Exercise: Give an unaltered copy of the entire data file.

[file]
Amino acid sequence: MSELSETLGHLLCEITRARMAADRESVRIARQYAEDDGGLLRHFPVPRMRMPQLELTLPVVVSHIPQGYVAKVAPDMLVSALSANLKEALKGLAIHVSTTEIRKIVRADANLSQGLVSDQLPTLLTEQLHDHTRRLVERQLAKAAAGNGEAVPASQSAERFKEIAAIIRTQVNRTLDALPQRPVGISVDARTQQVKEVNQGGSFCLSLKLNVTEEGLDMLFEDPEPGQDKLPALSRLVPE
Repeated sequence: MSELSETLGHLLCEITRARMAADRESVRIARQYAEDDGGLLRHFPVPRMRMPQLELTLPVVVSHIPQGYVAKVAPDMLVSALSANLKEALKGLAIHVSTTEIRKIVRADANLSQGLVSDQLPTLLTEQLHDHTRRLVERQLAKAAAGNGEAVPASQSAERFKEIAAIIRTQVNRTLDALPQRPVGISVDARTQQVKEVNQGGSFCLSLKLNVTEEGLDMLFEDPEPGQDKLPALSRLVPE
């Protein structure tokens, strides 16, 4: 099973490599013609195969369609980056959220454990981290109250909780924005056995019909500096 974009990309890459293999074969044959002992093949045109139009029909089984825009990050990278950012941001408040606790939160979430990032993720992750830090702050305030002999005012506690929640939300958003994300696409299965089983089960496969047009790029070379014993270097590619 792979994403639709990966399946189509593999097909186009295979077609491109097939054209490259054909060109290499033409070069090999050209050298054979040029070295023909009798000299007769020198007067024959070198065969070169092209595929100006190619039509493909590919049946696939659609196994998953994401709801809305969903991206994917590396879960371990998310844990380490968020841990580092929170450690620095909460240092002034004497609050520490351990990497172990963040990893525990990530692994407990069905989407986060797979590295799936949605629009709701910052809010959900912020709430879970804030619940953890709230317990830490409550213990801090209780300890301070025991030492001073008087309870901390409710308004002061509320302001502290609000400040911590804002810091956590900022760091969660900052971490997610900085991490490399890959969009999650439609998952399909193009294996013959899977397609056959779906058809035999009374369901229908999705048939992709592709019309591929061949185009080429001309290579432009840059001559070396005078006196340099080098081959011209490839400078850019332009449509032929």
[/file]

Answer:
Amino acid sequence: MSELSETLGHLLCEITRARMAADRESVRIARQYAEDDGGLLRHFPVPRMRMPQLELTLPVVVSHIPQGYVAKVAPDMLVSALSANLKEALKGLAIHVSTTEIRKIVRADANLSQGLVSDQLPTLLTEQLHDHTRRLVERQLAKAAAGNGEAVPASQSAERFKEIAAIIRTQVNRTLDALPQRPVGISVDARTQQVKEVNQGGSFCLSLKLNVTEEGLDMLFEDPEPGQDKLPALSRLVPE
Repeated sequence: MSELSETLGHLLCEITRARMAADRESVRIARQYAEDDGGLLRHFPVPRMRMPQLELTLPVVVSHIPQGYVAKVAPDMLVSALSANLKEALKGLAIHVSTTEIRKIVRADANLSQGLVSDQLPTLLTEQLHDHTRRLVERQLAKAAAGNGEAVPASQSAERFKEIAAIIRTQVNRTLDALPQRPVGISVDARTQQVKEVNQGGSFCLSLKLNVTEEGLDMLFEDPEPGQDKLPALSRLVPE
């Protein structure tokens, strides 16, 4: 099973490599013609195969369609980056959220454990981290109250909780924005056995019909500096 974009990309890459293999074969044959002992093949045109139009029909089984825009990050990278950012941001408040606790939160979430990032993720992750830090702050305030002999005012506690929640939300958003994300696409299965089983089960496969047009790029070379014993270097590619 792979994403639709990966399946189509593999097909186009295979077609491109097939054209490259054909060109290499033409070069090999050209050298054979040029070295023909009798000299007769020198007067024959070198065969070169092209595929100006190619039509493909590919049946696939659609196994998953994401709801809305969903991206994917590396879960371990998310844990380490968020841990580092929170450690620095909460240092002034004497609050520490351990990497172990963040990893525990990530692994407990069905989407986060797979590295799936949605629009709701910052809010959900912020709430879970804030619940953890709230317990830490409550213990801090209780300890301070025991030492001073008087309870901390409710308004002061509320302001502290609000400040911590804002810091956590900022760091969660900052971490997610900085991490490399890959969009999650439609998952399909193009294996013959899977397609056959779906058809035999009374369901229908999705048939992709592709019309591929061949185009080429001309290579432009840059001559070396005078006196340099080098081959011209490839400078850019332009449509032929």